Functional Perceptions of Relational Success and Infidelity Concerns For Violators of Gendered Naming Conventions In Marriage

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Replicating and extending previous findings, we report two high-powered studies exploring how heterosexual men and women’s decisions to change or keep their surnames following marriage influence perceptions of various marital outcomes as a function of perceivers’ sexist attitudes. Participants in Study 1 evaluated men and women who indicated keeping or changing their surname after marriage, along with an articulated reason for their decision, specifically either to disrupt or reinforce gender norms. Study 2 removed the reasoning of their choice. Independent of participant gender or whether decision reasoning was provided, both studies demonstrated that targets who violated gendered naming norms (e.g., female keepers and male changers) were perceived more negatively than those who adhered to these norms (e.g., male keepers and female changers), particularly for participants higher in hostile sexism. We frame these findings from complementary evolutionary and sociocultural perspectives.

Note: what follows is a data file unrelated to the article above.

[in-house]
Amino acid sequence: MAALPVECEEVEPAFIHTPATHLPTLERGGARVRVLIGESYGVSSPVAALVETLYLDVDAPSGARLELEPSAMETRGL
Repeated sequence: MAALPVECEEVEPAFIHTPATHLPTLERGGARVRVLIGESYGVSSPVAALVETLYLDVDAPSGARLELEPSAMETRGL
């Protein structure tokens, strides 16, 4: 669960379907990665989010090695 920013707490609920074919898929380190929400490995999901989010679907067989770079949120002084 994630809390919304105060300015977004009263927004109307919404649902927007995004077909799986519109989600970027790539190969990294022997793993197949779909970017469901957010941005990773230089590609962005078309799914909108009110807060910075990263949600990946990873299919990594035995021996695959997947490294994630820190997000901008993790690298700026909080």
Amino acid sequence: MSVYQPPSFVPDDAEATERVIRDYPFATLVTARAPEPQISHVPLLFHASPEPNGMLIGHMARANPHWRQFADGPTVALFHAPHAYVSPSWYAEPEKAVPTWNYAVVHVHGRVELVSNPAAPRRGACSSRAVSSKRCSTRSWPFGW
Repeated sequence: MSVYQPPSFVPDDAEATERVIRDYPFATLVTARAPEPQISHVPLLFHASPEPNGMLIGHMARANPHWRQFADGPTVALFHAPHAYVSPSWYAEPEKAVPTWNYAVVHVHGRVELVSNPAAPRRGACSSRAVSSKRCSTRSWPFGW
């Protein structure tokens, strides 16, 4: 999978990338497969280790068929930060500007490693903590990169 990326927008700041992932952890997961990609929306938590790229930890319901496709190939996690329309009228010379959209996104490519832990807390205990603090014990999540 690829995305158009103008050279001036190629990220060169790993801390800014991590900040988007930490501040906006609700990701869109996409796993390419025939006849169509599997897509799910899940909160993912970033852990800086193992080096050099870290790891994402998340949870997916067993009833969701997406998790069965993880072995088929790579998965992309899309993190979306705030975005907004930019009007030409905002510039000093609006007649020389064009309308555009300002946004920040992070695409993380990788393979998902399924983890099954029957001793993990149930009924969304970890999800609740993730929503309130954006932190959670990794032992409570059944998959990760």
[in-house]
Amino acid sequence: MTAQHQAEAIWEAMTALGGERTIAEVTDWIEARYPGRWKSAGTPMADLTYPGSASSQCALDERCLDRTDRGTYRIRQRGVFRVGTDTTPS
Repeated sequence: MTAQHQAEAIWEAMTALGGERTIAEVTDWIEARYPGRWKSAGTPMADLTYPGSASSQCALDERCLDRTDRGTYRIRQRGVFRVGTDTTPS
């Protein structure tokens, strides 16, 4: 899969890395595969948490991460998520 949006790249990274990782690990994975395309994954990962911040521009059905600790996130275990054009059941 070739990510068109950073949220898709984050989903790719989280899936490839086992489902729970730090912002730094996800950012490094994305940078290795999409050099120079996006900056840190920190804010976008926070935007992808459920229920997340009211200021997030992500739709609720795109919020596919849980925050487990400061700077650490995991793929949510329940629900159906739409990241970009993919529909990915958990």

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Journal of Social and Personal Relationships

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